Summertime in Mississippi is undoubtedly hot. We’re talking sweltering. And that means your AC unit is having to work overtime to make up the difference between the outside temperature and the temperature setting on your thermostat. Our energy efficiency experts get questions from our members about why their bills are higher in summer months. After all, they haven’t changed their habits, so why should their bills be higher? The answer is a simple one and it is all about the heating and cooling system in your home. Since heating and cooling your home can make up almost half of your electric bill, bills are higher after the hottest (and coldest) months of the year.
Here are some tips that can help keep your home cool and help you manage your energy use.
1) Block the sun light coming through your windows. Use solar curtains or blinds and cover the windows on the sunny side of the house.
2) Leave your AC unit on. Some people turn their unit off during the day when they are not home and turn it back on at night. That is fine until the outside temperature gets around 90 degrees. The heat builds up moisture in the air and the unit has a hard time getting the moisture out. It also uses a lot of electricity while doing so. Leave the thermostat between 78-80 degrees and this will keep the moisture out.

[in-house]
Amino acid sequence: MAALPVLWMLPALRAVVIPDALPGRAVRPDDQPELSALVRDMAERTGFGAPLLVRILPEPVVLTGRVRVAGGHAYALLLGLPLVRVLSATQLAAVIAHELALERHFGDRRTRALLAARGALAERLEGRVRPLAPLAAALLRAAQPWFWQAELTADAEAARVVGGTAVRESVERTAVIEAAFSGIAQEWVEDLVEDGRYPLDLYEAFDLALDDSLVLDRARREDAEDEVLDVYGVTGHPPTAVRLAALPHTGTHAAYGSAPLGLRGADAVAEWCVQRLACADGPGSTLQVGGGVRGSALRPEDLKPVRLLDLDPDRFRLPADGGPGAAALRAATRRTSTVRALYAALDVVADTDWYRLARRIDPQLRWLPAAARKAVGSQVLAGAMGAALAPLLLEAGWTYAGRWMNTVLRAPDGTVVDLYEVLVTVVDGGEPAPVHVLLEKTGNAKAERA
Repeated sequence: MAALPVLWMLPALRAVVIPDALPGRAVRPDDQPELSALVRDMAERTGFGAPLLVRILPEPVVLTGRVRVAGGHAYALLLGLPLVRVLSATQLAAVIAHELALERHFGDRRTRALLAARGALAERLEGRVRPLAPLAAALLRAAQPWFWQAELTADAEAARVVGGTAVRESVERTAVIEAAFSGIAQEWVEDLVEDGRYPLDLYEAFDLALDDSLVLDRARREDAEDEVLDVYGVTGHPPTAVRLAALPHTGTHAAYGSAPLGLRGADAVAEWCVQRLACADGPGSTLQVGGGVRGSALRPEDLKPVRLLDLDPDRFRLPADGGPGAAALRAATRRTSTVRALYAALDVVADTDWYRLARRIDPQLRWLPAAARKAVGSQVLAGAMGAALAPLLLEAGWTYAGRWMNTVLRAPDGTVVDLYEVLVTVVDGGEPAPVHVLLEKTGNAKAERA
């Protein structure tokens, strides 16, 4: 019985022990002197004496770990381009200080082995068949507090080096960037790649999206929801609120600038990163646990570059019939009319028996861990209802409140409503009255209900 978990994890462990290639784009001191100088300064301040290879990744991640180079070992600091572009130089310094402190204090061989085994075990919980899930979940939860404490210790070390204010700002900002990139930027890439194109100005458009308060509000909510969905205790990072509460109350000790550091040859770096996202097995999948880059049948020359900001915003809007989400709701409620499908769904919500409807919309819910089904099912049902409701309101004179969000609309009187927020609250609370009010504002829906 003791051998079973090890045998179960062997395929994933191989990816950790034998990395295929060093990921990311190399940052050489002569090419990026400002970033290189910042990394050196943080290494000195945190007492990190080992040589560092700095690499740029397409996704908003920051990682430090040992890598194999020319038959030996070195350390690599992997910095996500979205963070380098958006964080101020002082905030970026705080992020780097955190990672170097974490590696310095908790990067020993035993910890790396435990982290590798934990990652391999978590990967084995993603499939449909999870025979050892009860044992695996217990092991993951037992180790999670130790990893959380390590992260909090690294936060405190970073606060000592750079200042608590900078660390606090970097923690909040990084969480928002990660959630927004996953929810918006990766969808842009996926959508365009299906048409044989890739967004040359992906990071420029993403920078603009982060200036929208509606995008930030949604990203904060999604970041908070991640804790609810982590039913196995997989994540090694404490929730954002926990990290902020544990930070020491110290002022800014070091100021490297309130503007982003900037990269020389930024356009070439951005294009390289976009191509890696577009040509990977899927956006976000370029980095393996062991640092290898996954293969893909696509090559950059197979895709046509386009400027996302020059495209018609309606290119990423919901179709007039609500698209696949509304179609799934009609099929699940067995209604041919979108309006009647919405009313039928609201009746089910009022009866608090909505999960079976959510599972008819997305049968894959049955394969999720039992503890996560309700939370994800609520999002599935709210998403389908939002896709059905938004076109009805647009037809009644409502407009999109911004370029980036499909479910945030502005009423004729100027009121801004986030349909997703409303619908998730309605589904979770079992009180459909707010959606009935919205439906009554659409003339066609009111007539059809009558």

3) Set the thermostat on 78 degrees and use ceiling fans to keep cool. Remember though that ceiling fans don’t change the temperature of your home, they only make you feel cooler as the air moves across your skin. So turn ceiling fans off when you aren’t at home to save energy.
4) Make sure the condensing unit on your HVAC unit is clear of any debris (i.e. bushes) and consider shading your outside unit. Studies have shown that shading the outside unit can save as much as 10 percent on the cooling costs.
5) Plant shade trees on the west side of your house.
6) Make sure your attic has enough ventilation and insulation. The attic is a major heat load on your house in the summer and if the heat cannot get out of the attic adequately it will come through your insulation and into your home.
7) Try our Time of Use Rate and cool your house down before the peak time (3p.m.) and turn the thermostat up during the peak time of 3-6 p.m.